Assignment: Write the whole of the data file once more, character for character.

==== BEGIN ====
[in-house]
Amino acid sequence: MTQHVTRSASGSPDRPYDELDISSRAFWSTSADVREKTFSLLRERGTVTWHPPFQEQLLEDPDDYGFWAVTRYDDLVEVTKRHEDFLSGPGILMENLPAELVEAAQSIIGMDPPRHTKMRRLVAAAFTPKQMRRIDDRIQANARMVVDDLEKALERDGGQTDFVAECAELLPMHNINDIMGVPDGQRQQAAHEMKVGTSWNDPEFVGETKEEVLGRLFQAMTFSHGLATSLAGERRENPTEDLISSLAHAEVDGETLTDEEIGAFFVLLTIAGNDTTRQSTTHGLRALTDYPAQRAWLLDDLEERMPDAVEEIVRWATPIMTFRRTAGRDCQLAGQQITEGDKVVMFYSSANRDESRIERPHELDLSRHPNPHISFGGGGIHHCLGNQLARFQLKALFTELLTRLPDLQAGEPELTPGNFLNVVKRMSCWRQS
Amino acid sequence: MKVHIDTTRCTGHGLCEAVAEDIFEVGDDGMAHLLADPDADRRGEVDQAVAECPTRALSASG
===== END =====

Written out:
[in-house]
Amino acid sequence: MTQHVTRSASGSPDRPYDELDISSRAFWSTSADVREKTFSLLRERGTVTWHPPFQEQLLEDPDDYGFWAVTRYDDLVEVTKRHEDFLSGPGILMENLPAELVEAAQSIIGMDPPRHTKMRRLVAAAFTPKQMRRIDDRIQANARMVVDDLEKALERDGGQTDFVAECAELLPMHNINDIMGVPDGQRQQAAHEMKVGTSWNDPEFVGETKEEVLGRLFQAMTFSHGLATSLAGERRENPTEDLISSLAHAEVDGETLTDEEIGAFFVLLTIAGNDTTRQSTTHGLRALTDYPAQRAWLLDDLEERMPDAVEEIVRWATPIMTFRRTAGRDCQLAGQQITEGDKVVMFYSSANRDESRIERPHELDLSRHPNPHISFGGGGIHHCLGNQLARFQLKALFTELLTRLPDLQAGEPELTPGNFLNVVKRMSCWRQS
Amino acid sequence: MKVHIDTTRCTGHGLCEAVAEDIFEVGDDGMAHLLADPDADRRGEVDQAVAECPTRALSASG